Nelson Mandela is reported to be “well” after being discharged from hospital in Johannesburg, South Africa, where he was having tests. The admission of the 92-year old former President had earlier sparked widespread fears for his health.
The statesman was admitted to hospital in Johannesburg earlier this week, but his medical staff and the Government of South Africa said: “There is no need for us to panic.”
The Deputy President of South Africa, Kgalema Molanthe, told a press conference today: “Madiba is well… He is receiving the best treatment from the best available health professionals and that should reassure all of us that there is no need for us to panic, there is no need for us to fear for Madiba’s health.”
Mr Molanthe is acting President while President Jacob Zuma attends the World Economic Forum in Davos and an African Union summit.
The Surgeon General of South Africa, Vijay Ramlakansay said: “At present Dr Mandela is in high spirits and has been visited by his family and friends. Medically at present there is no need to panic.
“The medical team is satisfied with his recovery and he will be discharged to receive home-based care at his home.
“For a 92-year old he surprises us on a daily basis with his powers of recovery.”
Mr Mandela has not been seen in public since the World Cup final in Johannesburg last July. His attendance marked the perfect end to a competition that has boosted not only his country but all of Africa.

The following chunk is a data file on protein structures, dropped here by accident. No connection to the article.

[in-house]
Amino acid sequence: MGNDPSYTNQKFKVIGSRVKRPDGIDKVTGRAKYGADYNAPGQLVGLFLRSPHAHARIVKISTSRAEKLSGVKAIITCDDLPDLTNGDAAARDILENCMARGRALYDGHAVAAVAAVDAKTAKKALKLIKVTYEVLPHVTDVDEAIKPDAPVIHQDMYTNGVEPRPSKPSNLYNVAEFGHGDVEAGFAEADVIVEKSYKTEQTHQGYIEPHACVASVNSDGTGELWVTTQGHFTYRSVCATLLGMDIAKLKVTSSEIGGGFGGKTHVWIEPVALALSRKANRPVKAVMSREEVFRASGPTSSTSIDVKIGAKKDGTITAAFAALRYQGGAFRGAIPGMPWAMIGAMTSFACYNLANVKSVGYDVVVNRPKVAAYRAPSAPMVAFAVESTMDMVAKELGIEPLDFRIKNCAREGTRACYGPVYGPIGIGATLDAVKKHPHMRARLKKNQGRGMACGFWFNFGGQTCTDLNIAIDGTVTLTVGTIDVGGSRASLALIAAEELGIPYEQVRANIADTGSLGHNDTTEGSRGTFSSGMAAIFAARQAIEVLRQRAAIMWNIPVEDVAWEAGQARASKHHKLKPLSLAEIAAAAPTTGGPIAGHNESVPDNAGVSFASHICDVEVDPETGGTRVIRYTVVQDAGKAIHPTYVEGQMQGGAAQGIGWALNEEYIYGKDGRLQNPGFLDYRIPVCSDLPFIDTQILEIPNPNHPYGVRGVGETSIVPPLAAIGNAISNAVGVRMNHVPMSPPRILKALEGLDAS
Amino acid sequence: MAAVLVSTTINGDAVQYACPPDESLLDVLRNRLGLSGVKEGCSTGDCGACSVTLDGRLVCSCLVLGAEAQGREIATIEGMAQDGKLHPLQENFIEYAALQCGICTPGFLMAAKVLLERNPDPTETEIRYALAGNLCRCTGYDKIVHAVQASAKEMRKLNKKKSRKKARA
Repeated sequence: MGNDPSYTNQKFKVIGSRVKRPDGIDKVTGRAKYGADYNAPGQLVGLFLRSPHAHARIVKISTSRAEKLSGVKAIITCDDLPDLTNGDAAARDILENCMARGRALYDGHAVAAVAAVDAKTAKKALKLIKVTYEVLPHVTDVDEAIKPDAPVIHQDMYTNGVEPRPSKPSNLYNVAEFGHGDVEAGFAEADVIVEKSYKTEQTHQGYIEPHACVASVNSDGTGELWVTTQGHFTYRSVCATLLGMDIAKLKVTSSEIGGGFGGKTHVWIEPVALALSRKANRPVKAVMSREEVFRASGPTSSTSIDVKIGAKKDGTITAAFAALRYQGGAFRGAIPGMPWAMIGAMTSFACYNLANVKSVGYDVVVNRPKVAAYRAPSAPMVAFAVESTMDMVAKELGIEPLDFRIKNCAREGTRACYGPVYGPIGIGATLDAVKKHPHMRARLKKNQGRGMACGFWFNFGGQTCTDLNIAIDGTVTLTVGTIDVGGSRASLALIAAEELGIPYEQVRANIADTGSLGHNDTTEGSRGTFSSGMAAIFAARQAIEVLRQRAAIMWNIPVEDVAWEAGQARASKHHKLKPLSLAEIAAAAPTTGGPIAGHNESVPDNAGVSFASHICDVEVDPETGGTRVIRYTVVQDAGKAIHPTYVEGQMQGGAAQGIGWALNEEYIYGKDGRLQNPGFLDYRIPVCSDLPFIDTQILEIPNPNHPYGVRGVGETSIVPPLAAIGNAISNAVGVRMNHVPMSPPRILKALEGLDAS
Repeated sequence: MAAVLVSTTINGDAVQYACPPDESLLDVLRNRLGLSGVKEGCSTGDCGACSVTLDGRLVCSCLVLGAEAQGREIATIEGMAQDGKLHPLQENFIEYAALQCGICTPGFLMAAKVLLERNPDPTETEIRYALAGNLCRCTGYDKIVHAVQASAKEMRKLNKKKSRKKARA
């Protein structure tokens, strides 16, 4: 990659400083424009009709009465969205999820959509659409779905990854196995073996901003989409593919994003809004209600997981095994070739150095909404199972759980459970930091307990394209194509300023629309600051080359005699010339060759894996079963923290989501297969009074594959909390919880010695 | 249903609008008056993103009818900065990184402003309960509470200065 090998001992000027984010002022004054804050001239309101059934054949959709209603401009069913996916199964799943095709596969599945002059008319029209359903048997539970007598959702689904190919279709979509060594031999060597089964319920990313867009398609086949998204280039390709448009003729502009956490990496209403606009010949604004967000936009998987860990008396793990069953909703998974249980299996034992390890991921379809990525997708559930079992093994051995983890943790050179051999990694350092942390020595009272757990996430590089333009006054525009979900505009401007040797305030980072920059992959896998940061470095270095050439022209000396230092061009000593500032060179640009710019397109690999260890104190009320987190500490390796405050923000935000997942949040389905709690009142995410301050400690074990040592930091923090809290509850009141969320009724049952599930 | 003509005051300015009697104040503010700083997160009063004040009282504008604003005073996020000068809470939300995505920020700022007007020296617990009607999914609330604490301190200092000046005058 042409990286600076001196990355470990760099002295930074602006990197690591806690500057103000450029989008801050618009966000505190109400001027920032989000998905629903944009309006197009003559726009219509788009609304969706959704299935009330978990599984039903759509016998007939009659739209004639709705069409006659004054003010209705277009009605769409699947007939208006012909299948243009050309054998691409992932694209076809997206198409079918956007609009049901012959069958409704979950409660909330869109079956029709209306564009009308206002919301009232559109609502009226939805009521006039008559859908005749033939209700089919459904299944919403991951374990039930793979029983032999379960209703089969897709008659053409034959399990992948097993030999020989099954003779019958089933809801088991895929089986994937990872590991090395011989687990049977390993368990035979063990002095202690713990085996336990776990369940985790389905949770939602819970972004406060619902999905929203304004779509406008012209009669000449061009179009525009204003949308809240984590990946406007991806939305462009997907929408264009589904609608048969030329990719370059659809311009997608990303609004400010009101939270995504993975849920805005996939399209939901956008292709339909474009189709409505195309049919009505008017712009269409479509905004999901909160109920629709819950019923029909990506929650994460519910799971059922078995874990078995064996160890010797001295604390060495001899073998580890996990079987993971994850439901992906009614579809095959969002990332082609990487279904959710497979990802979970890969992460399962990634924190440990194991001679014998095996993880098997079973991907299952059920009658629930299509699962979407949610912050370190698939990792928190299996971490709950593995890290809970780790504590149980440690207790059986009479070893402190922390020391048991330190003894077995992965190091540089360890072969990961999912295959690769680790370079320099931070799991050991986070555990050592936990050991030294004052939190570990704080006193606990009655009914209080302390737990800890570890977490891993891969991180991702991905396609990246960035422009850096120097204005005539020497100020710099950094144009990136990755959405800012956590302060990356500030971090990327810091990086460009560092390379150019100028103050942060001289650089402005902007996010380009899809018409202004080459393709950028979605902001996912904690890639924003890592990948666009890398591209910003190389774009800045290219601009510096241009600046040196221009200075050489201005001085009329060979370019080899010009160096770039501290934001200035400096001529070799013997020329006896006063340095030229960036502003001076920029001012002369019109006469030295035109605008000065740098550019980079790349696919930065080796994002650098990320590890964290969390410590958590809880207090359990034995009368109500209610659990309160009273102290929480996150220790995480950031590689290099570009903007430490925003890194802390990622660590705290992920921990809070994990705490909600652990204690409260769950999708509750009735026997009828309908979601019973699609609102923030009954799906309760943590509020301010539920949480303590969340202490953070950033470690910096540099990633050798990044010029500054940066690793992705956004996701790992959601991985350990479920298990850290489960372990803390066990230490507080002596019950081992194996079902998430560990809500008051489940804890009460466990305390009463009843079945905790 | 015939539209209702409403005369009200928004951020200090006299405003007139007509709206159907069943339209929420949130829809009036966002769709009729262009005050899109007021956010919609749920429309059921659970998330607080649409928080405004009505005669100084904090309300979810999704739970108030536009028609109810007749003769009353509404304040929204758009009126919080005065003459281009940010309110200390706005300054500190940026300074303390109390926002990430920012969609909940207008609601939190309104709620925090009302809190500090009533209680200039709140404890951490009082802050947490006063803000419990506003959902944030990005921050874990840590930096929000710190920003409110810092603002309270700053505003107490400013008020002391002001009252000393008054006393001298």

He retired from public life in June 2004 before his 86th birthday, telling his countrymen: “Don’t call me, I’ll call you.”
He remains arguably the world’s most revered statesmen. Jailed in 1964 for his anti-apartheid campaigning, he was finally released in 1990 after 27 years.
He became South Africa’s first black President in 1993 after the country’s first democratic elections. In the same year he won the Nobel Peace Prize.
As President he has played a leading role reformed a post-Apartheid South Africa, and trying to tackle some of his country’s biggest problems, such as Aids. He also played a key role in bringing Africa’s first World Cup to South Africa.
Nelson Mandela’s legacy
During the World Cup, a Nelson Mandela Legacy Gala Auction was hosted at the Sandton Convention Centre. The event attracted stars from across South African society – all of whom came to generously donate to the Nelson Mandela Foundation.
Mr Mandela’s wife Graça Machel was among the guests of honour, joined by Mosima Gabriel Sexwale.
Perhaps better known around the world as Tokyo Sexwale, the elder statesman of South African politics – himself imprisoned on Robben Island for his anti-apartheid activities - offered a heartfelt speech, discussing the role of Mr Mandela in the defeat of apartheid and his continuing legacy today.
The Legacy Gala Dinner was designed to showcase unique fashion and jewellery from around the world and featured a host of African entertainers - including World Cup sensation K’naan.
Appropriately themed ‘Reflections’, the event illustrated the different facets of the legacy of Nelson Mandela as reflected through the eyes of a host of contemporary designers.